What causes the aurora? What are the trade winds? Why are good and bad weather associated with highs and lows respectively? What is a high; a low?
Anyone puzzled by weather people flaunting stationary fronts, rising barometers, and 100% humidity without rain, will find enlightenment and more in this compact encyclopedia of weather. Arranged in a question-and-answer format, it is by no means a simple quiz book or dry academic text; the format permits logical thought progression from basic to complex, always isolating, highlighting, and clarifying the crucial points. Answers rarely confine themselves to a single sentence — most receive full paragraphs, supported by diagrams, full-page illustrations and a section of 34 black-and-white photographs. The book begins where the weather does, with the sun, and proceeds to the atmosphere, wind and storm, climatology, medical meteorology, weather lore, historical weather studies, how to be weather wise. Readers will discover why two people can never see the same rainbow; the highest and lowest temperatures ever recorded; the meteorological downfalls of Alexander the Great, Cambyses, the Spanish Armada and Napoleon; whether lightning strikes twice in one place; the forecasting validity of Groundhog Day; and how air temperature can be accurately measured by a cricket's chirp.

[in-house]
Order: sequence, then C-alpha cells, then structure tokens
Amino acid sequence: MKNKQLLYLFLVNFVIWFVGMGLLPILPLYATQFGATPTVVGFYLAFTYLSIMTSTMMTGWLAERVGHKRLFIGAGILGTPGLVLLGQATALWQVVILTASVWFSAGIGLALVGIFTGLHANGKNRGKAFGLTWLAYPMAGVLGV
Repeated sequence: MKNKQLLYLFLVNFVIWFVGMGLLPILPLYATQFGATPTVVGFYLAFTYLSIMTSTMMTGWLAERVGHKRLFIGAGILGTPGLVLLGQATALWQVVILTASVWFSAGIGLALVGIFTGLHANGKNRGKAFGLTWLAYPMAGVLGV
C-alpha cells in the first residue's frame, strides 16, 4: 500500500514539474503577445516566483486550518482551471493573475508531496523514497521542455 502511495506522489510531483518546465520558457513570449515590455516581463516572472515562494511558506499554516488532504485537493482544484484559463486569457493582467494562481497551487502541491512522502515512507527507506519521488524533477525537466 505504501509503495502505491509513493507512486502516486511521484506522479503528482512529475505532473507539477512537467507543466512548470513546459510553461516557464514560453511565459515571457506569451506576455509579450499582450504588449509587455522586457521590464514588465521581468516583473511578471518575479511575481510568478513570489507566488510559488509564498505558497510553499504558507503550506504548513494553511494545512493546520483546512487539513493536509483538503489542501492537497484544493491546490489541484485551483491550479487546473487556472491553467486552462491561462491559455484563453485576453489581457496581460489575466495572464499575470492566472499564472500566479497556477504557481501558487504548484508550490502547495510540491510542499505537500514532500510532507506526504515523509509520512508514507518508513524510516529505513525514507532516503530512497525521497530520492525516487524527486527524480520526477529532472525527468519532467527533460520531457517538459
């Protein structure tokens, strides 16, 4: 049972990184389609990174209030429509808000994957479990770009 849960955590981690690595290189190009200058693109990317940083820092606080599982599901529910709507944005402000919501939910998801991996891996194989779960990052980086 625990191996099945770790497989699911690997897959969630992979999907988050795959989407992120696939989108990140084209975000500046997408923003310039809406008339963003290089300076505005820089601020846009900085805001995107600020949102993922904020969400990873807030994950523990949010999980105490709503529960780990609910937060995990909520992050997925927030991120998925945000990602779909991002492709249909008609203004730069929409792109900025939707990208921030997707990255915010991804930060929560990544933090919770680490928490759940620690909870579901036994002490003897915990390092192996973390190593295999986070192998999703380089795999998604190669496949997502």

This corrected edition includes a new Preface by the author (former Information Officer, U.S. Geological Survey) on recent developments in meteorology. Students and readers with minimal science background will find the exposition immediately comprehensive and the answers as fascinating as the weather is variable.